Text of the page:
The only instance during World War I of an airship capturing a merchant vessel occurred on April 23, 1917, when the German zeppelin L 23 descended on the civilian Norwegian schooner Royal off the Danish coast. At the airship’s approach the crew abandoned the Royal in boats, and the zeppelin made a water landing to capture them.
The ship turned out to be carrying pit-props, a contraband lading, and Kapitänleutnant Ludwig Bockholt saw her conducted into the Elbe escorted by two German destroyers. “The capture of the Royal — actually a schooner of only 688 tons — hardly affected the trade war against England,” writes historian Douglas H. Robinson, “but Bockholt’s flamboyant gesture appealed particularly to the men, and tales of the exploit were told from Tondern to Hage.”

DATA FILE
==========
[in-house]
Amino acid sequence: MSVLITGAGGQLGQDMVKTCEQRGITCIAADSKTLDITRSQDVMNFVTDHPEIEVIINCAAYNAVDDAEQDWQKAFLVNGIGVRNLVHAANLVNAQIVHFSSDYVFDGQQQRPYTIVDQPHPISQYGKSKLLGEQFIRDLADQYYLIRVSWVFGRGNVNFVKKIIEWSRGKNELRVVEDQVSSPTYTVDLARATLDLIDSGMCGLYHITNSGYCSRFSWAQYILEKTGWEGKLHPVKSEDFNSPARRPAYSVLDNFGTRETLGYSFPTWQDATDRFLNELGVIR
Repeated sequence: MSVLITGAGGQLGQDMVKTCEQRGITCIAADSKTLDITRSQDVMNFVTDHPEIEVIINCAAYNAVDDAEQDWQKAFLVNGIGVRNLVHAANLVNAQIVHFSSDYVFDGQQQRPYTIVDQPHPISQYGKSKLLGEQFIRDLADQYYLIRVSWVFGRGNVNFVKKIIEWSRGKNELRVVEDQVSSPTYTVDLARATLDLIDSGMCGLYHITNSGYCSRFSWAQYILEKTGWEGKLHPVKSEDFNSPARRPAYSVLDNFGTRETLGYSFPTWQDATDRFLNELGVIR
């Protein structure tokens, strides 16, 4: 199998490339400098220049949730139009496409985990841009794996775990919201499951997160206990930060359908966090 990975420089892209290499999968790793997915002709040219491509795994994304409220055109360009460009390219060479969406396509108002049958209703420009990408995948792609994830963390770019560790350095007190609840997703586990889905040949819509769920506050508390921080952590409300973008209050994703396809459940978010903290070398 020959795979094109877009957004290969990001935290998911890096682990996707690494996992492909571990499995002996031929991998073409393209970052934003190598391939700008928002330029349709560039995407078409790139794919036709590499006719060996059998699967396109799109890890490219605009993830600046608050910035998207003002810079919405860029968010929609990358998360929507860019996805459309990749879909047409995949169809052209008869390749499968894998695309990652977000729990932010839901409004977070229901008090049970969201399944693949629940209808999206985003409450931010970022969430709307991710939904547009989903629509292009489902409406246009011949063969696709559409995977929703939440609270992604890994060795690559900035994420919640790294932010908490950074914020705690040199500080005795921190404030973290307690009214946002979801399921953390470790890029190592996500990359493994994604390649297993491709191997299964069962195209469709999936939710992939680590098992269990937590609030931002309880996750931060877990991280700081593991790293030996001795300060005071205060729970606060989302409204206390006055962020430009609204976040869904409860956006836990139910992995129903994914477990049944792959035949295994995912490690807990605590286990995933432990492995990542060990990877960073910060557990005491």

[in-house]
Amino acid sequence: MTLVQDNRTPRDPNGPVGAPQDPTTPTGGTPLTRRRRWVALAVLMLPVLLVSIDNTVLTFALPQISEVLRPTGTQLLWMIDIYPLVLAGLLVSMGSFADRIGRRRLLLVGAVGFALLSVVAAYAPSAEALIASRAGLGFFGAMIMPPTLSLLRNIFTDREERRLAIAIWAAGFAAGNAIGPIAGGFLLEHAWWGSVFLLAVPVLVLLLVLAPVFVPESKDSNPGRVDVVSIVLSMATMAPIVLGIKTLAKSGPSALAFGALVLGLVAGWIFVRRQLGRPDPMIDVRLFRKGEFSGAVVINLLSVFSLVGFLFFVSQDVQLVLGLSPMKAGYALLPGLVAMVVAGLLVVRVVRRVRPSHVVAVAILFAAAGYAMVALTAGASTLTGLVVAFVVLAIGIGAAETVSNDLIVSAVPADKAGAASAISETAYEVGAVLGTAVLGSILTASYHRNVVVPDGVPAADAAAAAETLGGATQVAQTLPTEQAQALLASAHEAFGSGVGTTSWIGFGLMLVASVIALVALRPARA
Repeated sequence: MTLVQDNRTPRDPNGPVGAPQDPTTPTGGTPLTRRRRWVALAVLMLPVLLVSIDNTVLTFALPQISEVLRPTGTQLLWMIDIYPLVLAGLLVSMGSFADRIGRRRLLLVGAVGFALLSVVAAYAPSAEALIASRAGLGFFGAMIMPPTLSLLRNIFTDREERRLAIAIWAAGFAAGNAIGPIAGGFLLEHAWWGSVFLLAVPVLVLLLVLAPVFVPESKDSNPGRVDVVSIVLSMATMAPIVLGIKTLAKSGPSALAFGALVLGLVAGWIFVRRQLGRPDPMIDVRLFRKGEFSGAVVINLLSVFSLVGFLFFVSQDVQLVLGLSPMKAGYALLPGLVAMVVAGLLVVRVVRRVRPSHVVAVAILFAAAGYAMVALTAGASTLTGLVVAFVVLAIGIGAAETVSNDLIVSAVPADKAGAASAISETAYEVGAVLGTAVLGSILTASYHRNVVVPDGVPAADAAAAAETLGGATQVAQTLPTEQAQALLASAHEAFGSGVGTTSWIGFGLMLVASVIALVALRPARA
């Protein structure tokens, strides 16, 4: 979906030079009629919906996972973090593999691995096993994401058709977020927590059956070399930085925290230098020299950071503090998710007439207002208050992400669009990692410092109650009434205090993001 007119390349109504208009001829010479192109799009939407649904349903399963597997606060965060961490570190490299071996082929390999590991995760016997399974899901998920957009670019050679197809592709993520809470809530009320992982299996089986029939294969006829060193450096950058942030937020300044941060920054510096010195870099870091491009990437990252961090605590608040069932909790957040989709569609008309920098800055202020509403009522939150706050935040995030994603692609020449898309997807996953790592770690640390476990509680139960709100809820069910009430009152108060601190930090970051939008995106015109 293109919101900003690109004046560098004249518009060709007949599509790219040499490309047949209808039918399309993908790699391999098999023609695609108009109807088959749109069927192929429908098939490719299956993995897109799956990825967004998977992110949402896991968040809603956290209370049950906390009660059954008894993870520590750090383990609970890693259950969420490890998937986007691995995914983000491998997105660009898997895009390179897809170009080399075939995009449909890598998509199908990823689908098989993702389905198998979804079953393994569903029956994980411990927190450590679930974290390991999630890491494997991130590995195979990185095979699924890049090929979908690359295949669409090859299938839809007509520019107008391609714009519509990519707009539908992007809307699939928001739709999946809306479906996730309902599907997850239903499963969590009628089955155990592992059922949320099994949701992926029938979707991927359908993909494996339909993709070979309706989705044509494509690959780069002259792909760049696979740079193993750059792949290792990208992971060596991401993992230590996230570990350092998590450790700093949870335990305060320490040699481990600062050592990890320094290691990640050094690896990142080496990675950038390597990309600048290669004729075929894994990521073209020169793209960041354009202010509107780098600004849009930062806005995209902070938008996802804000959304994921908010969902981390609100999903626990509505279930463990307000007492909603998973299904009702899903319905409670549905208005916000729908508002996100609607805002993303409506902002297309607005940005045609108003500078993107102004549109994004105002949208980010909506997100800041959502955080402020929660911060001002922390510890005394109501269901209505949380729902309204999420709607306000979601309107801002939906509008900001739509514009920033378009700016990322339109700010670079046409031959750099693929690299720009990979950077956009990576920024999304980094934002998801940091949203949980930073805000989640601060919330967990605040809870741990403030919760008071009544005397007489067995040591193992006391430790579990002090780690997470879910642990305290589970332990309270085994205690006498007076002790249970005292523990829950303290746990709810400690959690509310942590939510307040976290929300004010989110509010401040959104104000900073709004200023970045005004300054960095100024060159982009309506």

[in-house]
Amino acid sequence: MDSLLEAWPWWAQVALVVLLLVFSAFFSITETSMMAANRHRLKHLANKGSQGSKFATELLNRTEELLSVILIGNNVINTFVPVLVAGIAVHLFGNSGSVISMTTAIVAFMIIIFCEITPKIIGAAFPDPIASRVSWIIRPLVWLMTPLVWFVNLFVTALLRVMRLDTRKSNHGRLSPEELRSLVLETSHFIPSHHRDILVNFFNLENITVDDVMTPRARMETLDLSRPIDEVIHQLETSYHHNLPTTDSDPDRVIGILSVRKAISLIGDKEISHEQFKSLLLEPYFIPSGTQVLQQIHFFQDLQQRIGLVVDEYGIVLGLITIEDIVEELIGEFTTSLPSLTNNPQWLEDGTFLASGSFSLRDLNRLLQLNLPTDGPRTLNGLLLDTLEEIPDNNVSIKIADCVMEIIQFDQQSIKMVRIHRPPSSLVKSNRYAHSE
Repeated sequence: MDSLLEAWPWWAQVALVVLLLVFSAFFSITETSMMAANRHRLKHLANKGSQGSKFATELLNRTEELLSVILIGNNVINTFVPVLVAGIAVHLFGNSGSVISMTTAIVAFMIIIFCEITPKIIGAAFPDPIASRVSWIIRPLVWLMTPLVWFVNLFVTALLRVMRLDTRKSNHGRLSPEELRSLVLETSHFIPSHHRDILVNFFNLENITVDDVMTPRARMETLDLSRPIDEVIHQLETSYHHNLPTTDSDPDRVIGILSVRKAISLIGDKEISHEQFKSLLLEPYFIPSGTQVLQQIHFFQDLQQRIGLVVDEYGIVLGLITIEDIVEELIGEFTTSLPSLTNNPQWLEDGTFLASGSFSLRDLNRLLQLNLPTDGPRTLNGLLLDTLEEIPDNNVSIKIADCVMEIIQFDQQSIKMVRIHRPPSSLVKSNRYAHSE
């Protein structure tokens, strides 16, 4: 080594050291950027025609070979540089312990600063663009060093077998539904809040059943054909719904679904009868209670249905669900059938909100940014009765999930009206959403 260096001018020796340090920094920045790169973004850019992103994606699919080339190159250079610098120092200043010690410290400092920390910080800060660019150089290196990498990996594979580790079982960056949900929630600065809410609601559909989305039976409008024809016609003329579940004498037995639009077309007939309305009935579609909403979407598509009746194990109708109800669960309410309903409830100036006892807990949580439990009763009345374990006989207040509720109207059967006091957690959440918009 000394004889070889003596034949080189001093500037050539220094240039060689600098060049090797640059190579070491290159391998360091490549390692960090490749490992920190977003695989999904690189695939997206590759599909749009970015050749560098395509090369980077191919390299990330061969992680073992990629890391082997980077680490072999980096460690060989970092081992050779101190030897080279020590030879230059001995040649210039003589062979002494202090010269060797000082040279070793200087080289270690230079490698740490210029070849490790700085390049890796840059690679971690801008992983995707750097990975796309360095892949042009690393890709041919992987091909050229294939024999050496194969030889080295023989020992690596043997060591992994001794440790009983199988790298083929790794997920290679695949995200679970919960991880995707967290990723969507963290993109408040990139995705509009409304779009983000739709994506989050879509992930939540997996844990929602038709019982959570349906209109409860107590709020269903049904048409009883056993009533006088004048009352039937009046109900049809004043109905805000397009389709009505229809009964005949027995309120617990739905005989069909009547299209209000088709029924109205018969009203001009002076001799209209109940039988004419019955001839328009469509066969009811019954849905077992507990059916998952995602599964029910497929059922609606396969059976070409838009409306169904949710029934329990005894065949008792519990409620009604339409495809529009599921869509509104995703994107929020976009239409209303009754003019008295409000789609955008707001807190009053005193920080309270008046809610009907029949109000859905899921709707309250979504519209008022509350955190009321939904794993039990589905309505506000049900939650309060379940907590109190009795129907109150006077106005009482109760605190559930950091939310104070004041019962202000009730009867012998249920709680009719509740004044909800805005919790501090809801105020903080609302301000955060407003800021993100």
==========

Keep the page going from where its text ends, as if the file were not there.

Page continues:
(Douglas H. Robinson, The Zeppelin in Combat, 1962.)